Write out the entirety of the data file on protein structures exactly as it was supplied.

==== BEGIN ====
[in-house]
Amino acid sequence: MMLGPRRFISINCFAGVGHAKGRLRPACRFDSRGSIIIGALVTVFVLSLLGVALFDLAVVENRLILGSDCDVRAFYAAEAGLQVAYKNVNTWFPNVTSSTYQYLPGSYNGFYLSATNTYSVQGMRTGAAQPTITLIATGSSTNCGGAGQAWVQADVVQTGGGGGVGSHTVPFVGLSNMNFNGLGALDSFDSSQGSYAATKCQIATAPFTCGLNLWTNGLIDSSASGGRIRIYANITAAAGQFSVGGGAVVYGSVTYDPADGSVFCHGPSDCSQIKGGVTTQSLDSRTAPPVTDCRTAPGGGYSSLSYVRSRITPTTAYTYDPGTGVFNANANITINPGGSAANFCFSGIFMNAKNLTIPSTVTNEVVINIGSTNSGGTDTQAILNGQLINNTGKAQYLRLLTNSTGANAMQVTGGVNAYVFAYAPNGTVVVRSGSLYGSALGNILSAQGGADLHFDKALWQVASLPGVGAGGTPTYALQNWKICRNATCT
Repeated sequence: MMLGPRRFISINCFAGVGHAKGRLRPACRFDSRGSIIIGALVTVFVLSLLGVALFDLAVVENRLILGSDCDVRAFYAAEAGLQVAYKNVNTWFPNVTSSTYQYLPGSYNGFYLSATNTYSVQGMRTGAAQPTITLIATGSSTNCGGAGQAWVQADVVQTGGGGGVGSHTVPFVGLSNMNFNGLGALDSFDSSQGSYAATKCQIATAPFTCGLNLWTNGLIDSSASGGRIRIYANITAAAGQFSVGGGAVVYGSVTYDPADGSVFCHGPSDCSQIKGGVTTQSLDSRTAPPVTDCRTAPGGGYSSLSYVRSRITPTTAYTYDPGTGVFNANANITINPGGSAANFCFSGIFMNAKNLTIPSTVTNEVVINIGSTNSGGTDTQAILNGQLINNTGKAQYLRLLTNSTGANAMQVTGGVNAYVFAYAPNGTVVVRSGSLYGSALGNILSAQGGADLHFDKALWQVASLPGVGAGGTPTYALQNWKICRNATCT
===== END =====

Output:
[in-house]
Amino acid sequence: MMLGPRRFISINCFAGVGHAKGRLRPACRFDSRGSIIIGALVTVFVLSLLGVALFDLAVVENRLILGSDCDVRAFYAAEAGLQVAYKNVNTWFPNVTSSTYQYLPGSYNGFYLSATNTYSVQGMRTGAAQPTITLIATGSSTNCGGAGQAWVQADVVQTGGGGGVGSHTVPFVGLSNMNFNGLGALDSFDSSQGSYAATKCQIATAPFTCGLNLWTNGLIDSSASGGRIRIYANITAAAGQFSVGGGAVVYGSVTYDPADGSVFCHGPSDCSQIKGGVTTQSLDSRTAPPVTDCRTAPGGGYSSLSYVRSRITPTTAYTYDPGTGVFNANANITINPGGSAANFCFSGIFMNAKNLTIPSTVTNEVVINIGSTNSGGTDTQAILNGQLINNTGKAQYLRLLTNSTGANAMQVTGGVNAYVFAYAPNGTVVVRSGSLYGSALGNILSAQGGADLHFDKALWQVASLPGVGAGGTPTYALQNWKICRNATCT
Repeated sequence: MMLGPRRFISINCFAGVGHAKGRLRPACRFDSRGSIIIGALVTVFVLSLLGVALFDLAVVENRLILGSDCDVRAFYAAEAGLQVAYKNVNTWFPNVTSSTYQYLPGSYNGFYLSATNTYSVQGMRTGAAQPTITLIATGSSTNCGGAGQAWVQADVVQTGGGGGVGSHTVPFVGLSNMNFNGLGALDSFDSSQGSYAATKCQIATAPFTCGLNLWTNGLIDSSASGGRIRIYANITAAAGQFSVGGGAVVYGSVTYDPADGSVFCHGPSDCSQIKGGVTTQSLDSRTAPPVTDCRTAPGGGYSSLSYVRSRITPTTAYTYDPGTGVFNANANITINPGGSAANFCFSGIFMNAKNLTIPSTVTNEVVINIGSTNSGGTDTQAILNGQLINNTGKAQYLRLLTNSTGANAMQVTGGVNAYVFAYAPNGTVVVRSGSLYGSALGNILSAQGGADLHFDKALWQVASLPGVGAGGTPTYALQNWKICRNATCT